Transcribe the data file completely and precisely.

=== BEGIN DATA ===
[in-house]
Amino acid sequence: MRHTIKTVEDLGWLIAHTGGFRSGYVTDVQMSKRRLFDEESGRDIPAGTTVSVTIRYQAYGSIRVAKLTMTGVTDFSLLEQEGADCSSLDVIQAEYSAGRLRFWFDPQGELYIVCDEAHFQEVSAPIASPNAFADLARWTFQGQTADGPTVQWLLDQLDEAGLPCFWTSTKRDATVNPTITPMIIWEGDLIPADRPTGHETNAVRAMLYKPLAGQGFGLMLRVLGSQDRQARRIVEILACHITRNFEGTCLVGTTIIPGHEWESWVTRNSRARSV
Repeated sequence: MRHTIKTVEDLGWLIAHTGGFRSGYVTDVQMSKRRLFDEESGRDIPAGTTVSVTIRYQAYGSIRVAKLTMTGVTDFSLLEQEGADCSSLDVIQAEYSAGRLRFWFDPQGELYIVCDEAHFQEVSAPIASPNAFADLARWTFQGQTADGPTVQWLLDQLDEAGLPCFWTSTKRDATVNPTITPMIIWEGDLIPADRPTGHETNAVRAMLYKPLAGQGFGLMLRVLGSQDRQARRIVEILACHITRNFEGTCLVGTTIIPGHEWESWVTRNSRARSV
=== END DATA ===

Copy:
[in-house]
Amino acid sequence: MRHTIKTVEDLGWLIAHTGGFRSGYVTDVQMSKRRLFDEESGRDIPAGTTVSVTIRYQAYGSIRVAKLTMTGVTDFSLLEQEGADCSSLDVIQAEYSAGRLRFWFDPQGELYIVCDEAHFQEVSAPIASPNAFADLARWTFQGQTADGPTVQWLLDQLDEAGLPCFWTSTKRDATVNPTITPMIIWEGDLIPADRPTGHETNAVRAMLYKPLAGQGFGLMLRVLGSQDRQARRIVEILACHITRNFEGTCLVGTTIIPGHEWESWVTRNSRARSV
Repeated sequence: MRHTIKTVEDLGWLIAHTGGFRSGYVTDVQMSKRRLFDEESGRDIPAGTTVSVTIRYQAYGSIRVAKLTMTGVTDFSLLEQEGADCSSLDVIQAEYSAGRLRFWFDPQGELYIVCDEAHFQEVSAPIASPNAFADLARWTFQGQTADGPTVQWLLDQLDEAGLPCFWTSTKRDATVNPTITPMIIWEGDLIPADRPTGHETNAVRAMLYKPLAGQGFGLMLRVLGSQDRQARRIVEILACHITRNFEGTCLVGTTIIPGHEWESWVTRNSRARSV